The Pentagon ordered dozens of cruise missiles launched against an airfield in central Syria late Thursday in retaliation for a gruesome poison gas attack this week that U.S. officials said was carried out by President Bashar Assad's forces.
President Trump authorized the attack, the most significant military action of his 11-week presidency, after he was briefed by Defense Secretary James N. Mattis in Palm Beach, Fla., where the president is hosting Chinese President Xi Jinping.
"Assad choked out the lives of helpless men, women and children," Trump said in a televised statement from his Mar-a-Lago retreat. "Even beautiful babies were cruelly murdered in this very barbaric attack. No child of God should ever suffer such horror."
"Tonight I ordered a targeted military strike on the airfield in Syria from where the chemical attack was launched," he added. "It is in this vital national security interest of the United States to prevent and deter the spread and use of deadly chemical weapons."
The attack marks the first time the U.S. has deliberately targeted Assad's military in Syria's multi-sided civil war, now in its seventh year. Until now, the U.S. has focused only on targeting Islamic State militants.
It marked a violent and abrupt reversal of Trump's previous hands-off stance toward Assad.
In effect, Trump was carrying out the policy that his predecessor, Barack Obama, had nearly executed, but backed away from, in the fall of 2013 after an even more deadly chemical weapons attack on civilians.
At the time, Trump had publicly urged Obama not to strike, saying that to do so without congressional approval would be a mistake.
But people who have spoken to Trump say he was deeply affected by the images of children choking to death as a result of the attack, which Turkish medical authorities, who treated many of the victims, said involved sarin nerve gas.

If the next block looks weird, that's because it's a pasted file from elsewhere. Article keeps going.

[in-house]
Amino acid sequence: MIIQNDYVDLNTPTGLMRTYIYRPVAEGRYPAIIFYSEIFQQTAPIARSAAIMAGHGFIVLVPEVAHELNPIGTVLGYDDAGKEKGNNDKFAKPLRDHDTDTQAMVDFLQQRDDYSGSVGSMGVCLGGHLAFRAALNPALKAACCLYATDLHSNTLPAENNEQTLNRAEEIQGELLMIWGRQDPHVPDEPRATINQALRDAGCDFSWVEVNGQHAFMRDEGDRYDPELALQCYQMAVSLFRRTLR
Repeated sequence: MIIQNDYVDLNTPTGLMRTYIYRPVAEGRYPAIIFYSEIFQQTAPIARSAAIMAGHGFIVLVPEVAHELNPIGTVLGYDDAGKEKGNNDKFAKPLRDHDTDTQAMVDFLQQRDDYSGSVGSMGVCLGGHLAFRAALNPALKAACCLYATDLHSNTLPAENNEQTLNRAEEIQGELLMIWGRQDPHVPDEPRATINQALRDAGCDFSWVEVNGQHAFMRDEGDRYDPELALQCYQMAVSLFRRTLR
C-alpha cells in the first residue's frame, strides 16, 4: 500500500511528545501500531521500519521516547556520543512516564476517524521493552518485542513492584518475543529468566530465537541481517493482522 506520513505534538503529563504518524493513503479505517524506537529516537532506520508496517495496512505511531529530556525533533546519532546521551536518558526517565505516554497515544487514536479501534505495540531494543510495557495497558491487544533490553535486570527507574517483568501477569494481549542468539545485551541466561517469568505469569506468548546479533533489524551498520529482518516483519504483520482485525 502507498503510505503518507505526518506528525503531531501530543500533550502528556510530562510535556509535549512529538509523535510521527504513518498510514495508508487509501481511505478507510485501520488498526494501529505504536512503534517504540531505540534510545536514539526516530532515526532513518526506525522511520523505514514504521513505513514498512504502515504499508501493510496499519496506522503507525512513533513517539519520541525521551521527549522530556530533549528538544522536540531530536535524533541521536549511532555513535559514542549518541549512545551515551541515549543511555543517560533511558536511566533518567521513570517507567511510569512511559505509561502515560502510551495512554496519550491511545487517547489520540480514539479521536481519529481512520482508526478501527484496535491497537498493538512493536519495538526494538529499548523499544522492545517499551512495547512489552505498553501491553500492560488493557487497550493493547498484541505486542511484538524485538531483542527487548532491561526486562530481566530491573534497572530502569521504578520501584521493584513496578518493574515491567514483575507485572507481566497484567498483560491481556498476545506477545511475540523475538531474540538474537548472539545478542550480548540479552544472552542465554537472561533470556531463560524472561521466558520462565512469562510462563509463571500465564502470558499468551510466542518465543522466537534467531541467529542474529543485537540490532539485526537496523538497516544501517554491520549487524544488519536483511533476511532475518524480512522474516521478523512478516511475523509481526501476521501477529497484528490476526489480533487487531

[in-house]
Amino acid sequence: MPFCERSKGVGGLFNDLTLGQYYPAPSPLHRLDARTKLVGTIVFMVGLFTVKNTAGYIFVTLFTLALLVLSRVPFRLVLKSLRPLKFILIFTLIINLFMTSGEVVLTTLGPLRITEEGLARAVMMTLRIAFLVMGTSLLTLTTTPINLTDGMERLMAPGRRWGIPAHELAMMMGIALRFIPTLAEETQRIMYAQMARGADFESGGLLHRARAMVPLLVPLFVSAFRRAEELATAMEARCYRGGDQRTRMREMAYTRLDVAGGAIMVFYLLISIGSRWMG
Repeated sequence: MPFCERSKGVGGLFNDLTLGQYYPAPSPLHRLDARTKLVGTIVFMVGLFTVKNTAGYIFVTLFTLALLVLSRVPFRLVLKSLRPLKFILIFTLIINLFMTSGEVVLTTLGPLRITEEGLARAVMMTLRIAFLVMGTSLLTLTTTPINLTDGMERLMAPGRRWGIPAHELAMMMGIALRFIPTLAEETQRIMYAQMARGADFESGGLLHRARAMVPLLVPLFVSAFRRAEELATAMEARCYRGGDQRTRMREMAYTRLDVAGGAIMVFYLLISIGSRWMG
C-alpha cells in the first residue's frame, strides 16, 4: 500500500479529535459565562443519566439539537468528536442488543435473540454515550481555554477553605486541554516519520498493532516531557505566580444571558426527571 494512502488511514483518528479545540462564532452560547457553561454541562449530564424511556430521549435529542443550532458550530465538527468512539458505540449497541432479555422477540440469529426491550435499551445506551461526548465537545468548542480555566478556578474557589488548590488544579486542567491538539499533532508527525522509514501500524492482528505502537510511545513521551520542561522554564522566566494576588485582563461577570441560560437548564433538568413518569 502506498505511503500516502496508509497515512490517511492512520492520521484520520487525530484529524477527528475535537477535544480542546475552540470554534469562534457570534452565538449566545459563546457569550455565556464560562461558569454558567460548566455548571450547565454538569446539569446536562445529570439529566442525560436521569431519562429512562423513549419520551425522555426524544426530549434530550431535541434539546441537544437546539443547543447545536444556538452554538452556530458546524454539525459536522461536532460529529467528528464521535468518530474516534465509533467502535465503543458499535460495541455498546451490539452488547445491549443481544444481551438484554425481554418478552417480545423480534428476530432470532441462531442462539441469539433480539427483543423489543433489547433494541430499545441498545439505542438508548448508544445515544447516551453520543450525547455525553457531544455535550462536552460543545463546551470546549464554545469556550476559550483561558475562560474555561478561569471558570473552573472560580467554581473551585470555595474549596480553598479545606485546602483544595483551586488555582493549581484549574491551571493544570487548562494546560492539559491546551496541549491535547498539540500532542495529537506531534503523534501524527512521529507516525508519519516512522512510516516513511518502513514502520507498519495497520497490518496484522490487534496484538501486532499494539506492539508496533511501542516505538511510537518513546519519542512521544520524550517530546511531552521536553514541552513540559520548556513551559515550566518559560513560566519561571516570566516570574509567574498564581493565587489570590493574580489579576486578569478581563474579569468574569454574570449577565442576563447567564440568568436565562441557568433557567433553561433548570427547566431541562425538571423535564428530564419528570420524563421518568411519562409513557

Trump said in a brief news conference this week that the attack had caused him to change his views about Assad.
"That crosses many, many lines," Trump said Wednesday. "Beyond a red line — many, many lines."
The strike was carried out by two Navy destroyers patrolling in the eastern Mediterranean Sea, which fired roughly 60 Tomahawk cruise missiles from hundreds of miles offshore, well out of range of Syrian air defenses, officials said.
The Porter, a destroyer that launched Tomahawk missiles during the opening stage of the 2003 invasion of Iraq, is in the region, along with the guided missile destroyer Ross.
The target was a military airfield, Shayrat, northeast of Damascus, that U.S. officials said was used to launch the lethal gas attack in Idlib Province on Tuesday. The field has two runways and a series of hardened shelters.
Targets included aircraft, fuel and weapons depots, and command and control facilities, officials said. Pentagon officials said they were assessing the results of the strikes, which hit the base before dawn Friday in Syria.
The strike was designed to be limited in nature and to damage facilities with minimal casualties, the officials made clear.
"Every precaution was taken to execute this strike with minimal risk to personnel at the airfield," Capt. Jeff Davis, a Pentagon spokesman, told reporters. "The strike was a proportional response."
The Russian military, which operates from the Shayrat base, was warned ahead of time, Davis said, and the area that the Russians are known to have used was carefully not targeted.
The U.S. has no plans for additional strikes for now, he added.
"It will be the regime's choice if there are any more" military strikes, Davis said. "And it will be based upon their conduct going forward. We do not tolerate the use of chemical weapons against innocent civilians."
A "military source" in Syria confirmed the missile strike by the U.S., the Syrian Arab News Agency reported. "One of our air bases in the central region at dawn today was hit with a missile strike by the United States of America, which led to losses."
It said the attack followed a "propaganda campaign launched by a number of countries" following the incident in Khan Sheikhoun.
The action drew mixed responses from leaders of both parties in the U.S., who have been deeply divided over Syria policy nearly for the length of the country's civil war.
Members of Congress who have long argued for more direct U.S. military action against Assad, including Republican Sens. John McCain of Arizona and Marco Rubio of Florida, hailed the attack.
House Speaker Paul Ryan (R-Wis.) said the strike "was appropriate and just."